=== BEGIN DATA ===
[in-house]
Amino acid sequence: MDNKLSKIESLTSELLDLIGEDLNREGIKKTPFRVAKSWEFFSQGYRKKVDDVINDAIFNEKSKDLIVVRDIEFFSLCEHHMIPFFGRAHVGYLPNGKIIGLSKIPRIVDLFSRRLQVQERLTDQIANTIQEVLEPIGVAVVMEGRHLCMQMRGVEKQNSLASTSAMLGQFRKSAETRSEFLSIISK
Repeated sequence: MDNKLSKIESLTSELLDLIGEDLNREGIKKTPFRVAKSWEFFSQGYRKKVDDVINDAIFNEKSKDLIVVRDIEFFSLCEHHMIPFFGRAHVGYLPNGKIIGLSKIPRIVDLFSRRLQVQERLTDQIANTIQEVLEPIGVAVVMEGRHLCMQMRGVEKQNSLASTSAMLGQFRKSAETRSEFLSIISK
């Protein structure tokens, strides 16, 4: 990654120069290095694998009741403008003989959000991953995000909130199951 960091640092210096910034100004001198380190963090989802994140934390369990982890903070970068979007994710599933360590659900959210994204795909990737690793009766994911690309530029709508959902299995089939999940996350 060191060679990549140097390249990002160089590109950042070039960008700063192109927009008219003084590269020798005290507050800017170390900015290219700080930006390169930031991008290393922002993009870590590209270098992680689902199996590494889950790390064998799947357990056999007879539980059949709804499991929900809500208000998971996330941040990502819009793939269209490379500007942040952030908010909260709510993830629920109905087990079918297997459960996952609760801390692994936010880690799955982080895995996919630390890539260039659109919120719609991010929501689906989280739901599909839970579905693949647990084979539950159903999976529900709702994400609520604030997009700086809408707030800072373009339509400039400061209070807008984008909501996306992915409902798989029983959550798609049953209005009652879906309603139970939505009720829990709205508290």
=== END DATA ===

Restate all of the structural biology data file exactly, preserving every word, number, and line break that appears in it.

[in-house]
Amino acid sequence: MDNKLSKIESLTSELLDLIGEDLNREGIKKTPFRVAKSWEFFSQGYRKKVDDVINDAIFNEKSKDLIVVRDIEFFSLCEHHMIPFFGRAHVGYLPNGKIIGLSKIPRIVDLFSRRLQVQERLTDQIANTIQEVLEPIGVAVVMEGRHLCMQMRGVEKQNSLASTSAMLGQFRKSAETRSEFLSIISK
Repeated sequence: MDNKLSKIESLTSELLDLIGEDLNREGIKKTPFRVAKSWEFFSQGYRKKVDDVINDAIFNEKSKDLIVVRDIEFFSLCEHHMIPFFGRAHVGYLPNGKIIGLSKIPRIVDLFSRRLQVQERLTDQIANTIQEVLEPIGVAVVMEGRHLCMQMRGVEKQNSLASTSAMLGQFRKSAETRSEFLSIISK
């Protein structure tokens, strides 16, 4: 990654120069290095694998009741403008003989959000991953995000909130199951 960091640092210096910034100004001198380190963090989802994140934390369990982890903070970068979007994710599933360590659900959210994204795909990737690793009766994911690309530029709508959902299995089939999940996350 060191060679990549140097390249990002160089590109950042070039960008700063192109927009008219003084590269020798005290507050800017170390900015290219700080930006390169930031991008290393922002993009870590590209270098992680689902199996590494889950790390064998799947357990056999007879539980059949709804499991929900809500208000998971996330941040990502819009793939269209490379500007942040952030908010909260709510993830629920109905087990079918297997459960996952609760801390692994936010880690799955982080895995996919630390890539260039659109919120719609991010929501689906989280739901599909839970579905693949647990084979539950159903999976529900709702994400609520604030997009700086809408707030800072373009339509400039400061209070807008984008909501996306992915409902798989029983959550798609049953209005009652879906309603139970939505009720829990709205508290």